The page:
Robert T. Jones of Ames calculated that an aircraft’s wing made to pivot 4 degrees to the fuselage might halve the fuel consumption. Specifications bases, in particular geometric configuration were established by NASA based on one made by Boeing. In consultation with the Rutan Aircraft Factory, Ames and Dryden built the AD-1 oblique wing aircraft in 1977, a twin jet composite aircraft with direct controls and a top speed of 175kts (324kph). Set perpendicular to the fuselage for takeoff and landing, the oblique wing could be made to rotate up to 60 degrees for higher speed flight and between 1979 and 1982, demonstrated the feasibility of such a concept, performing three landings with the wings pivoted at 45 degrees.
The test aircraft's 32‑foot wing can be pivoted 60 degrees during cruise, to reduce drag while still allowing high airspeeds. In the conventional position, the wing should provide ample lift and stability for takeoffs, landings and low‑speed manoeuvres. Designated the AD‑1, the test aircraft is 40 feet long, has a gross weight of 2,000 pounds and is powered by two 220‑pound‑thrust turbojets. The structure was made entirely of fiberglass.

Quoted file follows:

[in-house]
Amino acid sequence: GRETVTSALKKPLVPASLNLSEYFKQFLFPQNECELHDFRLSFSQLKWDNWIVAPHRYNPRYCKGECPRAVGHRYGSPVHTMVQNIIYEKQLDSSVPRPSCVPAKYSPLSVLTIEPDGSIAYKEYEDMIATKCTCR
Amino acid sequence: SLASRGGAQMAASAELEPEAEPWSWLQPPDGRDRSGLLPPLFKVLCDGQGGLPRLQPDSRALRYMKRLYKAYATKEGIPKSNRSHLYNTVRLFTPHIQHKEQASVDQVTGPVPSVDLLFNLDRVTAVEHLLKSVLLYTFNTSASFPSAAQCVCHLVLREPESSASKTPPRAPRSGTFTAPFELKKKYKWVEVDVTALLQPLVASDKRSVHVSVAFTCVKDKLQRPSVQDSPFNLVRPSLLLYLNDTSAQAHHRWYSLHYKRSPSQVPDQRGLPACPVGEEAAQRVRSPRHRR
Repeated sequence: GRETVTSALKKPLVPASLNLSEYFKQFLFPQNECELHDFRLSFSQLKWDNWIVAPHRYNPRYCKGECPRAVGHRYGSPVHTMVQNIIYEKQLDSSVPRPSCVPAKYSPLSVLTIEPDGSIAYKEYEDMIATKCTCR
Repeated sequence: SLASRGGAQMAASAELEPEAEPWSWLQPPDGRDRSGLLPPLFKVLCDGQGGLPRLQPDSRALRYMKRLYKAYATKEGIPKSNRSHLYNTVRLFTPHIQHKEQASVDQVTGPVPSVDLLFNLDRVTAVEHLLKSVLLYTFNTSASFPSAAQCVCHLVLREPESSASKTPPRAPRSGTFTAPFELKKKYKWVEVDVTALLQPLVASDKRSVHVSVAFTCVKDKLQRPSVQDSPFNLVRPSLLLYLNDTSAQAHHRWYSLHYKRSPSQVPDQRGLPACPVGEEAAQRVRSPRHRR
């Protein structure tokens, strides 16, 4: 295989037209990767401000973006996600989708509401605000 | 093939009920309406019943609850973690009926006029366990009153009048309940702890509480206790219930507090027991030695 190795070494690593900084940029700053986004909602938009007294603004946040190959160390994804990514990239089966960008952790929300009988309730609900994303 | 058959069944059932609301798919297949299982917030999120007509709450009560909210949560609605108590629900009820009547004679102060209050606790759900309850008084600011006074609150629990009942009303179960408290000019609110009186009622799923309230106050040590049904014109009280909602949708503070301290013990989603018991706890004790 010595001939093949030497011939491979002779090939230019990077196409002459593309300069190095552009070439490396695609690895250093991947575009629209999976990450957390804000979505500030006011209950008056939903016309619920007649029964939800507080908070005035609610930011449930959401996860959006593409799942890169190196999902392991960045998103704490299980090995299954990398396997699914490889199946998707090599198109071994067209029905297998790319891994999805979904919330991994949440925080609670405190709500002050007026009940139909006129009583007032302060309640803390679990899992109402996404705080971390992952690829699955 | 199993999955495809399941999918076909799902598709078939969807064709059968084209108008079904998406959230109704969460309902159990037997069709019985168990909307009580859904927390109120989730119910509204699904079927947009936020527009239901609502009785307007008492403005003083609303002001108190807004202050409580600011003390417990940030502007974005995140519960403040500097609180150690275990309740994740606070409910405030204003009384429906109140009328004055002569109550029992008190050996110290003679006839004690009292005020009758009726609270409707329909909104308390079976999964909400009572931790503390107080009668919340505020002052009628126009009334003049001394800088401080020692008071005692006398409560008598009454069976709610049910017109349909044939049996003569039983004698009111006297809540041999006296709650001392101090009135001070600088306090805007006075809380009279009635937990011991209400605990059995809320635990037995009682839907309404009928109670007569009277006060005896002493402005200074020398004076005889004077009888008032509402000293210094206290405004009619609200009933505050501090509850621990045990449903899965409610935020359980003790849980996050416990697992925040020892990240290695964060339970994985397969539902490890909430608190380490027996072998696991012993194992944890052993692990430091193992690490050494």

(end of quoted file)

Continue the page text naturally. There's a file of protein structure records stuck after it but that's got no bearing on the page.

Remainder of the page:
The aircraft was delivered by Aimes at Dryden Flight Research Center at Edwards Air Force Base in March 1979. The first flight was performed by test pilot NASA Thomas C. McMurtry December 21, 1979. Thomas flew only the 79 flights until 7 August 1982.
Although the oblique wing is still considered by some as a viable concept for large transport, unpleasant flight characteristics of the AD-1 at certain angles discouraged designers to adopt this configuration.
Wing span: 9.85 m
Length: 11.82 m
Wing area: 8.60 m²
Aspect ratio: 11.2
Loaded weight: 809 kg
Empty weight: 535 kg
Max speed: 220 knts
Min speed: 74 knts